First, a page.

RMCAD student shares his epic journey to action photography
As an avid mountain biker, RMCAD photography student, Jace Stephens, finds himself spending a lot of time in the Rocky Mountains. From rough terrains, to high-adrenaline challenges, to technical courses, he has not only discovered his passion for extreme sports, but also for action photography. Like mountain biking, photography presents an exciting challenge for Stephens to take his skills to the next level. We sat down with him to capture all of the details as a photographer and student!
What goes into creating action shots?
Action shots are more in depth than most people think. A studio setting is very detailed and usually pretty static. You are able to move lights around to create the composition that you want, and there isn’t that much camera movement either. When it comes to action shots, especially ones that are in remote locations, you can only use what is with you. Which for me, typically means determining what I can carry on my back as I ride my bike a couple miles out on the trail.
What does the editing process look like for action photography?
When it comes to action, you can be a lot more artistic with your editing and your use of color. However, in a studio setting for a product shoot, the colors need to be more accurate. If you are sending a product photo to a company for their website, the colors need to be accurate with what a customer would see in real life. If the blue doesn’t look like the blue in the photo, it can be a little problematic. In action photos, you can add more stylization to your work, so it’s a little more free and creative in the editing process.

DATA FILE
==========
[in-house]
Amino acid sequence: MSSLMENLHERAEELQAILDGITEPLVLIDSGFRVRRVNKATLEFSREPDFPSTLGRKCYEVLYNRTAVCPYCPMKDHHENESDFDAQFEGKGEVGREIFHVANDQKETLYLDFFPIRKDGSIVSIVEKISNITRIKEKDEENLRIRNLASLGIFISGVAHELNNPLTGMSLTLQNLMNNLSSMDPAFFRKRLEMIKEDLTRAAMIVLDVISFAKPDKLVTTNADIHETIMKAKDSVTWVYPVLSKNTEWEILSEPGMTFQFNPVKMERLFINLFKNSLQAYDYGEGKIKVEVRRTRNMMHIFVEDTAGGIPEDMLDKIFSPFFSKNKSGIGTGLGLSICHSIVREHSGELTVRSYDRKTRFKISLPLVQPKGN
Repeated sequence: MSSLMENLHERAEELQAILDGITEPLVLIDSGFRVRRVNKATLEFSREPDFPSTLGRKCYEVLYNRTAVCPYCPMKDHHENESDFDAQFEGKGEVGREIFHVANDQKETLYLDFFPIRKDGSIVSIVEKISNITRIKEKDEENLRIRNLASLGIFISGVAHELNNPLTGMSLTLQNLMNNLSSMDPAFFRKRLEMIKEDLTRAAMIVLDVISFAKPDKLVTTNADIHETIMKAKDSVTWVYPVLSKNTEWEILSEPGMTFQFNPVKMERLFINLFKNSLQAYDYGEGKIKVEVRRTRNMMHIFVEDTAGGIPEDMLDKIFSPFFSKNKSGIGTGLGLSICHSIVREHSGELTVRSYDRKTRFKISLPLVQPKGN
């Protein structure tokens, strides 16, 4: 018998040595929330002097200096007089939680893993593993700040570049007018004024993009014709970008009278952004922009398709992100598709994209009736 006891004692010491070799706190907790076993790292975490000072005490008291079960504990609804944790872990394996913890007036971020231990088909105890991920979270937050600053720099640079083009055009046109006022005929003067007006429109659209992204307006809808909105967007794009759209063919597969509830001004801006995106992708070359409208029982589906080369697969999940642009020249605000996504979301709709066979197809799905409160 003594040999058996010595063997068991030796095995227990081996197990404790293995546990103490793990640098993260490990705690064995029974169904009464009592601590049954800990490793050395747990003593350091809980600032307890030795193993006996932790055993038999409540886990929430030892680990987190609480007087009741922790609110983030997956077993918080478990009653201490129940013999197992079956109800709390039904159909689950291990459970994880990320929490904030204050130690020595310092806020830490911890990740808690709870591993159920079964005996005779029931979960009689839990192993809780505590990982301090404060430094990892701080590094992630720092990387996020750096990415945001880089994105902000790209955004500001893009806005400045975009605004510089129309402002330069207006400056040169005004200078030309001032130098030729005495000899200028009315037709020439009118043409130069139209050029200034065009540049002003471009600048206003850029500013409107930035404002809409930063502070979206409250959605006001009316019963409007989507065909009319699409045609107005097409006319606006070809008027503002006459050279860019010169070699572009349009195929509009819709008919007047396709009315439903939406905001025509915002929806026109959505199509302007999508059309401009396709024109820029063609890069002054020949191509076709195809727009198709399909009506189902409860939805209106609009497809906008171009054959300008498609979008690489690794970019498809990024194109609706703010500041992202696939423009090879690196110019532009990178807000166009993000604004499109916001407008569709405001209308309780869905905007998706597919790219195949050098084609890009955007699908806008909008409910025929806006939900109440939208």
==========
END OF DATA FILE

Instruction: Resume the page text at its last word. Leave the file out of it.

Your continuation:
What RMCAD classes have helped you grow as a photographer?
Definitely all of the lighting classes at RMCAD, which have helped change my photography immensely. Lighting I is all studio based, where you learn the basics of how to work lights. Then, Lighting II is location based, which involves shooting outside. You also learn how to use high speed sync, which is something I use regularly with athletes going 20 miles per hour. Lastly, through Lighting III, I was able to focus my time in the studio and created a full portfolio of mountain biking products. RMCAD’s marketing class has also been a huge help to learn the key aspects of running a photography business.
What advice would you give to other photography students?
RMCAD has such a great team of instructors, who have been in the industry for a long time. It’s awesome to be able to pick their brains, ask for advice and hear their insight on similar problems they may have encountered. However, one thing I have noticed is a lot of students get locked into what an instructor says, and either feel discouraged or limit themselves. My advice would be to take your instructor’s feedback, analyze what they are saying, but also put your own style or spin into it. Remember, this is your work, your style and your creation, but also take others feedback into consideration.
To learn more about RMCAD’s photography program, available online and on campus, please visit our academics page.